in 1998 - David "Junior" Kimbrough dies at age 67. American Mississippi bluesman, although he began playing guitar in his youth, and counted Lightnin' Hopkins as an early influence, he only came to national attention in 1992 with his debut album ''All Night Long''. followed by "Sad Days, Lonely Nights" in 1993. He recorded seven more albums before his death. Music journalist Tony Russell stated "his raw, repetitive style suggests an archaic forebear of John Lee Hooker, a character his music shares with that of fellow North Mississippian R. L. Burnside" (died of a stroke)
in 1998 - All Saints scored their first UK No.1 single with 'Never Ever'. The track spent a total of twenty-four weeks on the UK chart and was the first of five No.1 singles for the London based girl group.
in 1998 - Savage Garden started a two week run at No.1 on the US singles chart with 'Truly Madly Deeply'.
in 1999 - UK boy band 911 went to No.1 on the UK singles chart with their version of the Dr Hook song 'A Little Bit More'.
in 1999 - Fatboy Slim started a four-week run at No.1 on the UK album chart with 'You've Come A Long Way Baby'.
in 2000 - Philip Jones dies at age 71. British trumpeter and leader of an internationally famous brass chamber music ensemble, born in Bath; in 1944 he won a scholarship to the Royal College of Music. He formed the Philip Jones Brass Ensemble in 1951, they grew from four members to ten and larger for special projects. The most usual formations were the quintet, two trumpets, horn, trombone and tuba; and the ten-piece, four trumpeters one sometimes doubling piccolo trumpet and one sometimes doubling flugel horn, horn, four trombones and tuba. He became principal trumpet for most major London orchestras: The Royal Philharmonic 1956-60, the Philharmonia 1960-64, the Philharmonic 1964-65, the New Philharmonia 1965-67 and the BBC Symphony 1967-71. He also held posts at the Royal Northern College of Music and Trinity College of Music, where he was Principal until his retirement in 1994. He was chairman of the Musicians Benevolent Fund in 1995. He was awarded the OBE in 1977 and the CBE in 1986.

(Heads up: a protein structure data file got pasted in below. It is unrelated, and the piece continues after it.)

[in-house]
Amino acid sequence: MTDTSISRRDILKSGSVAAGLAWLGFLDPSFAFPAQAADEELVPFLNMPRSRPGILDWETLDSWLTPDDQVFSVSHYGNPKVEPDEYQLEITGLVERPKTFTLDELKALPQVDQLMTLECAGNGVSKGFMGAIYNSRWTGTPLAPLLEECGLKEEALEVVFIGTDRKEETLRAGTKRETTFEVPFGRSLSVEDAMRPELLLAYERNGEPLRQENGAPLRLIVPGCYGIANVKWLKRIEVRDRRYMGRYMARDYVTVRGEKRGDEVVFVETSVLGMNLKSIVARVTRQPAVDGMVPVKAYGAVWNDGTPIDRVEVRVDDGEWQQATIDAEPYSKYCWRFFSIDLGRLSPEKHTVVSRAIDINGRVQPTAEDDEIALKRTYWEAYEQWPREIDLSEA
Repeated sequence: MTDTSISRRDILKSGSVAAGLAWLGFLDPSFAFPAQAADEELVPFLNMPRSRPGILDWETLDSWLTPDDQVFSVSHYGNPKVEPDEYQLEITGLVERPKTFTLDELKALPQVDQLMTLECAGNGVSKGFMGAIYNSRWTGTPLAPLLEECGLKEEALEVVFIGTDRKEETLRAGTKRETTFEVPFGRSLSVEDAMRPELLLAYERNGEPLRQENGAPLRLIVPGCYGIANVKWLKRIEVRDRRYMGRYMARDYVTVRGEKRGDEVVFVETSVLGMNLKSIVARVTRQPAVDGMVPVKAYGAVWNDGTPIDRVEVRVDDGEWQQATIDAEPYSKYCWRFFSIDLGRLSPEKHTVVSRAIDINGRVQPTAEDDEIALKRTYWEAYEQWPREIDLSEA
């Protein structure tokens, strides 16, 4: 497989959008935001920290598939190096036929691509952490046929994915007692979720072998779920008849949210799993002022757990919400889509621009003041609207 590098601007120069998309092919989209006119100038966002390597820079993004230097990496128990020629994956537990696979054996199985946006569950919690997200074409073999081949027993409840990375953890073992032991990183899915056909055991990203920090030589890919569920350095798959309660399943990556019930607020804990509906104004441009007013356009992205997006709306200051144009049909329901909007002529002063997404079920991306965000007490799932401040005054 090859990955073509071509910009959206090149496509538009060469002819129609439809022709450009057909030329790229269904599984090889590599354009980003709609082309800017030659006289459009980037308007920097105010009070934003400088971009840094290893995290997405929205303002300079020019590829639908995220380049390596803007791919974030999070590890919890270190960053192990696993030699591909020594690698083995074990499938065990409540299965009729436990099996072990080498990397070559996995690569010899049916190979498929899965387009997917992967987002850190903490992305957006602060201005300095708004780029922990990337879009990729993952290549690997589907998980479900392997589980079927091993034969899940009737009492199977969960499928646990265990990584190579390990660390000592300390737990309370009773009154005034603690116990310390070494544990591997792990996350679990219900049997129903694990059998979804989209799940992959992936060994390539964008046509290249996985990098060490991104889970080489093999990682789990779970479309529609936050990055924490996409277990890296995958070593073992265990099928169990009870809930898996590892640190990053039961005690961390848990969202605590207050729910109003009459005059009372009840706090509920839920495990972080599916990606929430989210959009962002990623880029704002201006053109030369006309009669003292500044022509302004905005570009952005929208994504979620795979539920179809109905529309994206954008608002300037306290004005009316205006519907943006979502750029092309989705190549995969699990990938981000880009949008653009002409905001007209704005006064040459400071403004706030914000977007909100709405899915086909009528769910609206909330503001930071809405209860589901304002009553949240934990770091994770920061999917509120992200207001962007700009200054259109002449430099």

in 2001 - The Offspring appeared at the Glasgow SECC, Scotland tickets cost £15 ($25.50).
in 2003 - Balint Vazsonyi dies at age 66. Hungarian pianist, global recitalist, soloist with leading orchestras, and political journalist. From 1945-56 he attended the Franz Liszt Academy of Music from which he earned an Artist Diploma. He made his debut in Budapest at age 12 with the F Minor Concerto of J.S.Bach. He went on to make performance history in playing chronological cycles of all 32 piano sonatas by Beethoven over two days in New York, Boston, and London. After being based in London for 14 years, in 1978-84 Balint was invited to be Professor of Music at Indiana University, Bloomington School of Music where, as well as having a private piano studio, he conducted all Doctoral Seminars in Piano Literature. During the last 6 years of his life, he became a commentator in Washington, D.C. on the state of American politics.